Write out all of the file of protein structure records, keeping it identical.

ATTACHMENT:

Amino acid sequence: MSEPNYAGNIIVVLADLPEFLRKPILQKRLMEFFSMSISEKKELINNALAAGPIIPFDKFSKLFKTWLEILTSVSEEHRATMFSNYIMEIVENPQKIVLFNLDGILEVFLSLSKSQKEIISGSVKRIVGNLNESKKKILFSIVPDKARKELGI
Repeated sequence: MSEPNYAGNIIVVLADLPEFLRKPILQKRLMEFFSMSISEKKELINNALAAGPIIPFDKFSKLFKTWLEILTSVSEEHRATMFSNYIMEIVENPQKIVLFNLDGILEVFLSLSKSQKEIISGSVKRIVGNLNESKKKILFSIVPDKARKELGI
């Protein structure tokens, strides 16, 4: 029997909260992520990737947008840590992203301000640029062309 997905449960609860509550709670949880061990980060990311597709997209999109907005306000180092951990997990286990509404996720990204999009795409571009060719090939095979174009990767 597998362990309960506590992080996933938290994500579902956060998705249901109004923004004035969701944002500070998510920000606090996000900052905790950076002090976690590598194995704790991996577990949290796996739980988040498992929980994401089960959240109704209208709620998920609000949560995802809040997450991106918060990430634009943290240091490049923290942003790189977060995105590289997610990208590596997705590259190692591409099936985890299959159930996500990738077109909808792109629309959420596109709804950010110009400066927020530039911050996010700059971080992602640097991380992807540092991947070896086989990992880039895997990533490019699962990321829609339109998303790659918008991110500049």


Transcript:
Amino acid sequence: MSEPNYAGNIIVVLADLPEFLRKPILQKRLMEFFSMSISEKKELINNALAAGPIIPFDKFSKLFKTWLEILTSVSEEHRATMFSNYIMEIVENPQKIVLFNLDGILEVFLSLSKSQKEIISGSVKRIVGNLNESKKKILFSIVPDKARKELGI
Repeated sequence: MSEPNYAGNIIVVLADLPEFLRKPILQKRLMEFFSMSISEKKELINNALAAGPIIPFDKFSKLFKTWLEILTSVSEEHRATMFSNYIMEIVENPQKIVLFNLDGILEVFLSLSKSQKEIISGSVKRIVGNLNESKKKILFSIVPDKARKELGI
């Protein structure tokens, strides 16, 4: 029997909260992520990737947008840590992203301000640029062309 997905449960609860509550709670949880061990980060990311597709997209999109907005306000180092951990997990286990509404996720990204999009795409571009060719090939095979174009990767 597998362990309960506590992080996933938290994500579902956060998705249901109004923004004035969701944002500070998510920000606090996000900052905790950076002090976690590598194995704790991996577990949290796996739980988040498992929980994401089960959240109704209208709620998920609000949560995802809040997450991106918060990430634009943290240091490049923290942003790189977060995105590289997610990208590596997705590259190692591409099936985890299959159930996500990738077109909808792109629309959420596109709804950010110009400066927020530039911050996010700059971080992602640097991380992807540092991947070896086989990992880039895997990533490019699962990321829609339109998303790659918008991110500049």